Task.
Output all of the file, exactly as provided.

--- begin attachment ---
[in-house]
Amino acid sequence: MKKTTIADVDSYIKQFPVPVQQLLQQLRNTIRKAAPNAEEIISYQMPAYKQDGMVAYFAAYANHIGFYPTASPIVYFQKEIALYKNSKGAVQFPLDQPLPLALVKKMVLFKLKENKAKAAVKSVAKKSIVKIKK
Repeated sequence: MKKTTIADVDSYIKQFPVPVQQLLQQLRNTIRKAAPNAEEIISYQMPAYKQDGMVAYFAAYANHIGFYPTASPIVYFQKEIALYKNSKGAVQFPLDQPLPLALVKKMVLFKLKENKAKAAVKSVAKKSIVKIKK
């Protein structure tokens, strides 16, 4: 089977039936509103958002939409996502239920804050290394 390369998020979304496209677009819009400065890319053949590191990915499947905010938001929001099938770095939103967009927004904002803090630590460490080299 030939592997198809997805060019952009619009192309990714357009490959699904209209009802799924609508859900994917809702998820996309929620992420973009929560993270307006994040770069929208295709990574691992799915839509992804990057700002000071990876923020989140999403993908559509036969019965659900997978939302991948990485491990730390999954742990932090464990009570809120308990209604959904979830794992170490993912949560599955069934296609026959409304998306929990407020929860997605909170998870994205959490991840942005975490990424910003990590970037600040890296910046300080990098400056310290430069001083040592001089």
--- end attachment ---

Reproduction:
[in-house]
Amino acid sequence: MKKTTIADVDSYIKQFPVPVQQLLQQLRNTIRKAAPNAEEIISYQMPAYKQDGMVAYFAAYANHIGFYPTASPIVYFQKEIALYKNSKGAVQFPLDQPLPLALVKKMVLFKLKENKAKAAVKSVAKKSIVKIKK
Repeated sequence: MKKTTIADVDSYIKQFPVPVQQLLQQLRNTIRKAAPNAEEIISYQMPAYKQDGMVAYFAAYANHIGFYPTASPIVYFQKEIALYKNSKGAVQFPLDQPLPLALVKKMVLFKLKENKAKAAVKSVAKKSIVKIKK
């Protein structure tokens, strides 16, 4: 089977039936509103958002939409996502239920804050290394 390369998020979304496209677009819009400065890319053949590191990915499947905010938001929001099938770095939103967009927004904002803090630590460490080299 030939592997198809997805060019952009619009192309990714357009490959699904209209009802799924609508859900994917809702998820996309929620992420973009929560993270307006994040770069929208295709990574691992799915839509992804990057700002000071990876923020989140999403993908559509036969019965659900997978939302991948990485491990730390999954742990932090464990009570809120308990209604959904979830794992170490993912949560599955069934296609026959409304998306929990407020929860997605909170998870994205959490991840942005975490990424910003990590970037600040890296910046300080990098400056310290430069001083040592001089």